Issue 2, Spring 2010
Department of Asian American Studies
Jerome Richfield, 340
18111 Nordhoff Street
Northridge, CA 91330-8251
Phone: (818) 677-4966
Fax: (818) 677-7094
Hours of Operation:
Monday to Friday
8:00 – 5:00 p.m.
Welcome to the Asian American Studies Department's second edition of our Alumni Newsletter. Founded in 1990, AAS is a vibrant multidisciplinary department that offers a major and minor in Asian American Studies. Many AAS graduates work in a number of diverse fields, including education, entertainment, journalism, social work, community service, business and law. This newsletter is our way of keeping in touch with our alumni community. We will be sharing faculty and student achievements and activities, and we encourage alumni to send information they would like to share to the newsletter editor (email@example.com). We would love to hear from you.
Celebrating its 20th anniversary, the Asian American Studies Department will hold its Distinguished Speaker and AAS/EOP Student Awards Event on Wednesday, April 14, 5:30-7:30 p.m., in the Northridge Center. This year, we will be featuring an award-winning documentary, "Vincent Who?" In 1982 Vincent Chin was beaten to death by two men who worked for a Detroit automobile plant and who received lenient sentences for this crime. The outrage incited by the plea-bargained sentences the men received for Chin’s murder became a rallying cry for those in the Asian American and Pacific Islander community—documented in the Oscar-nominated 1987 documentary, “Who Killed Vincent Chin?” Over twenty five years later, “Vincent Who?” explores the legacy of this case and asks, “Who remembers Vincent Chin?” Preeti Kulkarni, one of the executive producers of the film and a board member of Asian Pacific Americans for Progress, will lead a Q&A session about the film. This event is free and open to the public. The 20th anniversary of CSUN’s Asian American Studies Department is an ideal time to discuss the importance of this seminal case for the Asian American and Pacific Islander community and the civil rights and pan-ethnic movements. As the producers state, “This documentary looks back at the movement that started from the case and asks how far we have come and how far we still need to go.”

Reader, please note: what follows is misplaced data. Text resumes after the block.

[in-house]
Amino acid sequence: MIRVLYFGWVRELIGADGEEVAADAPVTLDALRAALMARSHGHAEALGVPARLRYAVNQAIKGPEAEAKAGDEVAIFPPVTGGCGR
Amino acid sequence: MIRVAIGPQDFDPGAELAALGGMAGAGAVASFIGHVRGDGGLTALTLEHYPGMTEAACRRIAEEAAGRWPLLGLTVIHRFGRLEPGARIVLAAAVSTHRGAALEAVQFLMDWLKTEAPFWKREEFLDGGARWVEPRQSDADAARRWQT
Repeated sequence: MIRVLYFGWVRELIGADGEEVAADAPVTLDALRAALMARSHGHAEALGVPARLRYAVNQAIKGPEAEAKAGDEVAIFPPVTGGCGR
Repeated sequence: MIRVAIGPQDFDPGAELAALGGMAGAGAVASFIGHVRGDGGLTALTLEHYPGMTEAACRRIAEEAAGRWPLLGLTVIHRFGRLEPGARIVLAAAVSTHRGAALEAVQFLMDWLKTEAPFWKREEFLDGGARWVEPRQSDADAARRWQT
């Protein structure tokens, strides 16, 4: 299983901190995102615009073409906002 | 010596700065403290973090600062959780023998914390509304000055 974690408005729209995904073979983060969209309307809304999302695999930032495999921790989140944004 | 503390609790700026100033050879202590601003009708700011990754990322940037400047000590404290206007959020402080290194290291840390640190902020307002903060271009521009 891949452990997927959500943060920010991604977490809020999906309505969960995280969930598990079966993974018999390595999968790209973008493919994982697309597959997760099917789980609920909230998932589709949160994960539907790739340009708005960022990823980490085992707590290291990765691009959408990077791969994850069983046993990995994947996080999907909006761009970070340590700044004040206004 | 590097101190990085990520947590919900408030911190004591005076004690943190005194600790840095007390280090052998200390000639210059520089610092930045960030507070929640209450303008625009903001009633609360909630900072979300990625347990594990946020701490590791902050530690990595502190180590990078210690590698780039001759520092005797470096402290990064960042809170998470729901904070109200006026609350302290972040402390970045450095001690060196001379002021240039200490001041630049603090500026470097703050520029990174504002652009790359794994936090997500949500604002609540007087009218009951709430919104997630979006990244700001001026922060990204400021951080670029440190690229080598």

In Fall of 2009, a small group of proactive Asian American Studies students came together to form the organization known as Asian Americans for Community and Talent (AACT). Steve Cho, president and founder of AACT, wanted to form a community of people knowledgeable of the Asian American experience, where they would be free to share their plight and their stories in an open dialogue.
In the March 4th Day of Action protest, AACT gathered a group of Asian American students to march against California’s budget cuts against the state school system. They also marched to fight for the survival and growth of ethnic studies programs. AACT was published in the Daily Sundial on March 6th and March 8th as being one of the few organized CSUN student groups involved in the march.